Our rail-riding spies spotted some familiar faces on Amtrak’s Acela Express last week. But the homebound Members were traveling under very different circumstances.
The tipster was trying to get situated on the express train to New York when, lo and behold, they noticed Rep. José Serrano (D-N.Y.) doing the same. And then they stumbled upon Rep. Jim Himes (D-Conn.). Heck, they even saw “Meet the Press” host David Gregory.
When everyone began taking their seats, Serrano settled into first-class (along with Gregory), while Himes hunkered back to business class — it was not at all what our tipster expected, given that Serrano represents the rough-and-tumble Bronx and Himes hangs his hat in tony Greenwich.
Serrano insists the upscale accommodations were an anomaly, stressing that all the other seats were sold out during that particular trip. “I hardly ever go first-class,” he assured HOH.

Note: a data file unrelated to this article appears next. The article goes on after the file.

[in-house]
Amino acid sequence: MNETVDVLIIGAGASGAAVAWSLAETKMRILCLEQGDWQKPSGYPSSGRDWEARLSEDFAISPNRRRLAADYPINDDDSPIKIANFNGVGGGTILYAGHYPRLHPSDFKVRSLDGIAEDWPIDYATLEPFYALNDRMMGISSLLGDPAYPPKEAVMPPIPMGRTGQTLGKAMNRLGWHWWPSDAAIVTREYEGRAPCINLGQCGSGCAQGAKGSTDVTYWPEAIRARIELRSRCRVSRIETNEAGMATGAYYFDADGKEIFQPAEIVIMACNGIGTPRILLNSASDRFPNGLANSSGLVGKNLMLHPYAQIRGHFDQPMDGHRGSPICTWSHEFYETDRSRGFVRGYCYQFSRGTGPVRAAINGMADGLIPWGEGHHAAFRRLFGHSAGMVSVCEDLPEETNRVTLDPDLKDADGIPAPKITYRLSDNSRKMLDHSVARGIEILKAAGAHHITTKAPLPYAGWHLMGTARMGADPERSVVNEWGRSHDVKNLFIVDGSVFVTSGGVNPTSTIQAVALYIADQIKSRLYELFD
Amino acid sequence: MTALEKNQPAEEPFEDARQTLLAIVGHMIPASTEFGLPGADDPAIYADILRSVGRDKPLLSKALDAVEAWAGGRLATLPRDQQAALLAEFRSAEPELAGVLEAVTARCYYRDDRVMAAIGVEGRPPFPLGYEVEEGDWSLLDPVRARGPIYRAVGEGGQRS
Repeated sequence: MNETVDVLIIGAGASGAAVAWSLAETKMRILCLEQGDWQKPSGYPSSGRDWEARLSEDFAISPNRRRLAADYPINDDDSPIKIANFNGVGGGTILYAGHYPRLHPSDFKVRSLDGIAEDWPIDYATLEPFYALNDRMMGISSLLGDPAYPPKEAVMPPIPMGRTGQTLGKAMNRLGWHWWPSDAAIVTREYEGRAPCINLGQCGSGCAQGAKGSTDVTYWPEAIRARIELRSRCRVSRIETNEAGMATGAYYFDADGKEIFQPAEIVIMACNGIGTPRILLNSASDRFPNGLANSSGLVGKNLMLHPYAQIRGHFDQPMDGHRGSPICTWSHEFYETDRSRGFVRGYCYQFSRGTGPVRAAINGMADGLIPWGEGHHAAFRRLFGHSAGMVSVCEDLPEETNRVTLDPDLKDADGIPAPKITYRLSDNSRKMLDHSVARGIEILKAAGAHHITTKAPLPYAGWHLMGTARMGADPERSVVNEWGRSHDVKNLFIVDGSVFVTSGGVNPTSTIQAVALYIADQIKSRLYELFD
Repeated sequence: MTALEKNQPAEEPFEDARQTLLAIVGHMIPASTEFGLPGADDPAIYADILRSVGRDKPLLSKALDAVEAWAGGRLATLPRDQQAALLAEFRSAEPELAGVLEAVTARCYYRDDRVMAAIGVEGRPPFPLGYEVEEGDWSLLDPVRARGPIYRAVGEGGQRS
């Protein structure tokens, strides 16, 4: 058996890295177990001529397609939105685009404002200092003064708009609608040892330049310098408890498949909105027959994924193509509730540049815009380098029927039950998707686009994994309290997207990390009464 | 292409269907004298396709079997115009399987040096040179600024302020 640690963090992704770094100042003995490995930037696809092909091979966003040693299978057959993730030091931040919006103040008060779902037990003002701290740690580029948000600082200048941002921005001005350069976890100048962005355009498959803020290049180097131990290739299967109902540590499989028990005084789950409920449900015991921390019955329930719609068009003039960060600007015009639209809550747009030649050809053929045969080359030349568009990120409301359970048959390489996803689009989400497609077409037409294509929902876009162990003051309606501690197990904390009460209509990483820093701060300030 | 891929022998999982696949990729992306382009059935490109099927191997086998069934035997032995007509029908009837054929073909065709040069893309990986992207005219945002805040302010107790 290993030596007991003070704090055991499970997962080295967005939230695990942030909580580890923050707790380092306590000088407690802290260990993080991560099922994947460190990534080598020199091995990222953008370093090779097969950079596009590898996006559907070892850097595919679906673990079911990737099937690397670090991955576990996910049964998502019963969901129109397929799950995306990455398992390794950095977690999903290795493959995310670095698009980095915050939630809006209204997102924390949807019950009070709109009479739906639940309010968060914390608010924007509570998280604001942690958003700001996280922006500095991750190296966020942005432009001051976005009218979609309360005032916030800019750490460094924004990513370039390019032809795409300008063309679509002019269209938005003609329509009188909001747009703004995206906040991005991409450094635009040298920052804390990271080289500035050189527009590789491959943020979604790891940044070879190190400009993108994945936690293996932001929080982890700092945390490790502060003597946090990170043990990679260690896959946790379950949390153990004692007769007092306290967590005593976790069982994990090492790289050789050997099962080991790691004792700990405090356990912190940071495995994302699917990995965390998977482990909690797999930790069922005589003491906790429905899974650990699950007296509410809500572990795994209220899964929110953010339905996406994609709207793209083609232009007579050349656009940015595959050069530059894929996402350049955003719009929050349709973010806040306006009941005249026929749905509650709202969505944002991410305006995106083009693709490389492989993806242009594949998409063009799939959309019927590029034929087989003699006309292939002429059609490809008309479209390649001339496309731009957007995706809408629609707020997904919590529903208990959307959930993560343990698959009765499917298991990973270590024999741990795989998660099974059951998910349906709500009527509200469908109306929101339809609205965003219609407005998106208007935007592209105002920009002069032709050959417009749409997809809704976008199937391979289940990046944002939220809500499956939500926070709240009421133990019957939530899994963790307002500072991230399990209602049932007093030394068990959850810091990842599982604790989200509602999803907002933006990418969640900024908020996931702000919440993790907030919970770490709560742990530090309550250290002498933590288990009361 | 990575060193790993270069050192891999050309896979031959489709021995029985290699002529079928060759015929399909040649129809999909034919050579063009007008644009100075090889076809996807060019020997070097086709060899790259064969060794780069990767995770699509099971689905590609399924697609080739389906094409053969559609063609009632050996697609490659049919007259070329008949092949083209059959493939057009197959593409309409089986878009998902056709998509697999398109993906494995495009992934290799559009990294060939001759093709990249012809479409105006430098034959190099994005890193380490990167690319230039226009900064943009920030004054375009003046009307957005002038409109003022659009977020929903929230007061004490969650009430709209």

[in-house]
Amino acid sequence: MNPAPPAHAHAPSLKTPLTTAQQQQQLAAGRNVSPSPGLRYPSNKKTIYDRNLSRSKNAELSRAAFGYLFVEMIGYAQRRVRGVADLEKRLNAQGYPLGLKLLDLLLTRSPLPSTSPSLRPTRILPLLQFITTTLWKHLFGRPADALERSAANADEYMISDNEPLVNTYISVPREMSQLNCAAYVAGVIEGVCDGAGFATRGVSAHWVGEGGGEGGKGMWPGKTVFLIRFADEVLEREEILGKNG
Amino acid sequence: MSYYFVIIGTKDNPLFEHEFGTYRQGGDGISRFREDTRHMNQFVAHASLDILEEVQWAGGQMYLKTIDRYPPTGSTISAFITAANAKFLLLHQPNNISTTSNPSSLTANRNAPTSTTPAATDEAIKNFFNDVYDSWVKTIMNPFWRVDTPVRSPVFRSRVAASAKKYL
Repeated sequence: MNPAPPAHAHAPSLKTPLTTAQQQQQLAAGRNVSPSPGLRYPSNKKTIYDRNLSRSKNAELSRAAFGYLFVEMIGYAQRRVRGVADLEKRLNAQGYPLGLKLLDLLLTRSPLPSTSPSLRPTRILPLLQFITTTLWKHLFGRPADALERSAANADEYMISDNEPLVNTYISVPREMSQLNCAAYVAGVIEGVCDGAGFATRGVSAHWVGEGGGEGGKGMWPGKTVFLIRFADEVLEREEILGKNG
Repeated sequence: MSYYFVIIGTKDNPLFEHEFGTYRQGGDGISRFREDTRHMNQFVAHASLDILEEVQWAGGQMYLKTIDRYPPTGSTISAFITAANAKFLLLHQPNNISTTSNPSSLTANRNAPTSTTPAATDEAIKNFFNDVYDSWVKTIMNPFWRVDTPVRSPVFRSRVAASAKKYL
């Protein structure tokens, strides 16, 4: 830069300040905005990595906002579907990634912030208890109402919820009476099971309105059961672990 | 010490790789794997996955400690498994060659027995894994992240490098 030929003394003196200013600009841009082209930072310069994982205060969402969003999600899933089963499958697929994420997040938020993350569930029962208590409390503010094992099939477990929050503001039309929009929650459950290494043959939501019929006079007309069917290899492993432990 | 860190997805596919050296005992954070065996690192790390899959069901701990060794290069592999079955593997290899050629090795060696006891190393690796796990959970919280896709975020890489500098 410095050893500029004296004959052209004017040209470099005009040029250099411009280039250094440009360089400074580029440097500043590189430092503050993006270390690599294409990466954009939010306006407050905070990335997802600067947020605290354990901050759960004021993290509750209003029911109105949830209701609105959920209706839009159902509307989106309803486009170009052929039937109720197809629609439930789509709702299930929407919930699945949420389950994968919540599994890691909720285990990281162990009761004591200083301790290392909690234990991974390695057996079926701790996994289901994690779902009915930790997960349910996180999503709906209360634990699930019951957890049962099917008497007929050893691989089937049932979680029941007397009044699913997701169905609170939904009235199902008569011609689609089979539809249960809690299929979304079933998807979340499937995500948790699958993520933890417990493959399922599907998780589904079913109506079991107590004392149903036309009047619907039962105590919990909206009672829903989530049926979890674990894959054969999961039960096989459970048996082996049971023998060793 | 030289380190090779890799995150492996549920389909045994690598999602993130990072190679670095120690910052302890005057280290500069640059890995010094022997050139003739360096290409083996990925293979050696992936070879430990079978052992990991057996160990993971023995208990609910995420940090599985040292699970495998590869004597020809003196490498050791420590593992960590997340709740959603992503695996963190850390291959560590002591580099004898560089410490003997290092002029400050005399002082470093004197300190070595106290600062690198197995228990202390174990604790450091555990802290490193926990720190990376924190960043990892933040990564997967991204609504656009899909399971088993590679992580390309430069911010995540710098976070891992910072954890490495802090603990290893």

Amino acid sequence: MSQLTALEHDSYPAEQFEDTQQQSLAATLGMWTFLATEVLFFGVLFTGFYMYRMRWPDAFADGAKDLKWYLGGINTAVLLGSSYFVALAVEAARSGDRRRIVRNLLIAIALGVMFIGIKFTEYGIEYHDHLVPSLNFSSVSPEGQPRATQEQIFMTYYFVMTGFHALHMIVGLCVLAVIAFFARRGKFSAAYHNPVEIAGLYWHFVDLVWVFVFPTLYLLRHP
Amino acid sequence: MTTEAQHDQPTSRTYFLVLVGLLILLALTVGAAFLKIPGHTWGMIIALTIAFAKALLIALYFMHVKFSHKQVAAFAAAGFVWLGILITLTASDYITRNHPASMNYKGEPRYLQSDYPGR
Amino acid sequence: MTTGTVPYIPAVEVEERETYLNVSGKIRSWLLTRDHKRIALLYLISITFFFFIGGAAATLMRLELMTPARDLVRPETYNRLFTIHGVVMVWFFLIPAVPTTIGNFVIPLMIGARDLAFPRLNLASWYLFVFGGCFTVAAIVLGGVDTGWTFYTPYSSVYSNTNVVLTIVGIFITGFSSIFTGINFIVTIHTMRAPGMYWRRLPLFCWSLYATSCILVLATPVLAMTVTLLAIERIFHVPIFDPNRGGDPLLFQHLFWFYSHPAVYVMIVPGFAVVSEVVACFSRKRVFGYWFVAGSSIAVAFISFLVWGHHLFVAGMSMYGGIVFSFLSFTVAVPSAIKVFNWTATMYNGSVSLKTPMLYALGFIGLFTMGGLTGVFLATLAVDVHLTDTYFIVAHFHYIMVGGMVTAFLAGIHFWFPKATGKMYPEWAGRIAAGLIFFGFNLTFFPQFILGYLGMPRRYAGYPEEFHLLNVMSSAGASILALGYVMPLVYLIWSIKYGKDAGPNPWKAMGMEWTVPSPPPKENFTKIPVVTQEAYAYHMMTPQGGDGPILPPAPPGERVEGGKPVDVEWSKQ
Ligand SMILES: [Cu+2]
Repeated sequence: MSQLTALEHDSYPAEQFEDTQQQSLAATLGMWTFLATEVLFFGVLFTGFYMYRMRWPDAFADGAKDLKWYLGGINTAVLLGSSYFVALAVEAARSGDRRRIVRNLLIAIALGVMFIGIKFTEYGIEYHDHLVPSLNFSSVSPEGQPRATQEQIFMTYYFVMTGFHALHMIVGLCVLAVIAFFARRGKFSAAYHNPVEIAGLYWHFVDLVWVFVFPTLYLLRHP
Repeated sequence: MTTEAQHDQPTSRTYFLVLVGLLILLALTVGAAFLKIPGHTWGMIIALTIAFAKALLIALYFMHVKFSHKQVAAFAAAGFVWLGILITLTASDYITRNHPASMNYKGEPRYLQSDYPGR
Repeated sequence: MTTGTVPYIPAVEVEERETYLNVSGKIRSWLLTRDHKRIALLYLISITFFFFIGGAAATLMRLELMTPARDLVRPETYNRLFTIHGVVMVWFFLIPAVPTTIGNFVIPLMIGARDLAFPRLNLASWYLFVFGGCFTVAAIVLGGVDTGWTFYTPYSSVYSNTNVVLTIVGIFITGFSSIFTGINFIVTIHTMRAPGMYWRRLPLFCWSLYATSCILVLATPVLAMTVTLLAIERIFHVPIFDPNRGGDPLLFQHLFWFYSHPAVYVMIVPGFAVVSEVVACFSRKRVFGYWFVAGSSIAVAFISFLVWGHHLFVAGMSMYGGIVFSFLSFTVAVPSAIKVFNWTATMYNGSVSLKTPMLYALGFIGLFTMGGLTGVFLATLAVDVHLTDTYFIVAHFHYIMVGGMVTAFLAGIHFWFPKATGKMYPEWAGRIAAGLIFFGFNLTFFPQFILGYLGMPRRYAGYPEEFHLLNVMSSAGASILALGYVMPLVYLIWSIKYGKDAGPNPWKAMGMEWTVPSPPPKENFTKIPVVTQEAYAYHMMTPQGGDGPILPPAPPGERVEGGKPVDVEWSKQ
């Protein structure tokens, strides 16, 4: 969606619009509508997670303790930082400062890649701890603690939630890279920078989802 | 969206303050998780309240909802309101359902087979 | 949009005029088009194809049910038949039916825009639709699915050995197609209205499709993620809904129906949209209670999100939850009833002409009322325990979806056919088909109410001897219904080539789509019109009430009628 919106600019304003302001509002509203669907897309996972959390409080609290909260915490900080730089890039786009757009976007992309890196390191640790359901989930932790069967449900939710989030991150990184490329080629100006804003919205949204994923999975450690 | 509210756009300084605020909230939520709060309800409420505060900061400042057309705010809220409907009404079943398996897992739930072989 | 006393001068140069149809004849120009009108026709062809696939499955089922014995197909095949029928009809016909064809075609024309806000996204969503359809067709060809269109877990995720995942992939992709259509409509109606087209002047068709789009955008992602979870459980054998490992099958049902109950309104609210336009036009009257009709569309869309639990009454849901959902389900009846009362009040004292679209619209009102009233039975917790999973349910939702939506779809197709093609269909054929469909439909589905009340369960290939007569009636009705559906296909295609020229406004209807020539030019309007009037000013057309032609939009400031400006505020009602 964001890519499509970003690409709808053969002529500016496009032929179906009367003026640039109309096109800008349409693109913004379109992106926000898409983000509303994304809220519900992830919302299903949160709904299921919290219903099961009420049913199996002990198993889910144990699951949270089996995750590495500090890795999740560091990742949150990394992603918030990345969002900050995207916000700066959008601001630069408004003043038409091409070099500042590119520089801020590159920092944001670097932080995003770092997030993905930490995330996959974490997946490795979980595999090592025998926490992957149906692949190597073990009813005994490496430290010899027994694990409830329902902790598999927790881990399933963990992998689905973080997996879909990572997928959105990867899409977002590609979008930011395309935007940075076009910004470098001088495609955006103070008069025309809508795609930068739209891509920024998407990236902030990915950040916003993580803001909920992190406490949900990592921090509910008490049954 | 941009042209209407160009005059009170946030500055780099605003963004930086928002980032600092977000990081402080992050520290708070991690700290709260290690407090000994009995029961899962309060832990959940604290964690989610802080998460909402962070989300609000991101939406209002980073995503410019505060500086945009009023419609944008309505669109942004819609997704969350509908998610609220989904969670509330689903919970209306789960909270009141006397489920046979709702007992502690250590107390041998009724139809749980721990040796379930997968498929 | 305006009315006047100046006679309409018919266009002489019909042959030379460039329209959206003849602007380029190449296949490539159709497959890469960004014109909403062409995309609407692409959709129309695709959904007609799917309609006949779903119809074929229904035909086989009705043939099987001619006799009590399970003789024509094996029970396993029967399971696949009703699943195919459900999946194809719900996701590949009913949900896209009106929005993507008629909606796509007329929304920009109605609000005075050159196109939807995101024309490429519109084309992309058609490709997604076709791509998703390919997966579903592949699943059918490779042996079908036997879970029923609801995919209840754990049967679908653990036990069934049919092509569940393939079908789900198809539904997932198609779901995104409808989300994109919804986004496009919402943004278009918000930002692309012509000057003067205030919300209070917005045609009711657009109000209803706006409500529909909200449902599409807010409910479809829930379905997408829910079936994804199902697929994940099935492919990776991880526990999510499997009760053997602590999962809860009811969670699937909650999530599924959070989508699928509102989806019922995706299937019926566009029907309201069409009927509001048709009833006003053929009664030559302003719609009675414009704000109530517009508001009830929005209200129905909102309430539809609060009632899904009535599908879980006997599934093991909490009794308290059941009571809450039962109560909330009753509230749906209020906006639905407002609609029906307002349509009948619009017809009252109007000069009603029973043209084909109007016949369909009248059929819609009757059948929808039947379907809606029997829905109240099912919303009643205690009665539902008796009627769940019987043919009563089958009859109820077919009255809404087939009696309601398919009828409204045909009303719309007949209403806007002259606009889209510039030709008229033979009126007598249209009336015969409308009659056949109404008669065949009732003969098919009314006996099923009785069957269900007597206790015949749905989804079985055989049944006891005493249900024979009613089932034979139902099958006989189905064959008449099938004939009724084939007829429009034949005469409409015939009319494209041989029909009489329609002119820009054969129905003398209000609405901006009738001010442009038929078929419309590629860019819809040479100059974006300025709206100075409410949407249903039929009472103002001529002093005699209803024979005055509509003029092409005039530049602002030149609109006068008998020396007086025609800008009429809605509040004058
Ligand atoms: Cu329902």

A Himes aide said the Congressman never travels first-class. But he’s not afraid to treat himself to a relaxing cup of hot tea or ice-cold beer — “depending on his mood,” the aide suggested — during the long ride home.
On January 3, Sen. Kirsten Gillibrand, D-N.Y., raises her right hand as her son Henry messes up her hair while Vice President Joseph R. Biden Jr., delivers the ceremonial swearing-in in the Old Senate Chamber. Gillibrand's other son Theodore, lower right, looks on.
Each year since 1990, CQ Roll Call has reviewed the financial disclosures of all 541 senators, representatives and delegates to determine the 50 richest members of Congress. This year's report, derived from forms covering the calendar year 2012, shows it took a net worth of $6.67 million to crack the exclusive club.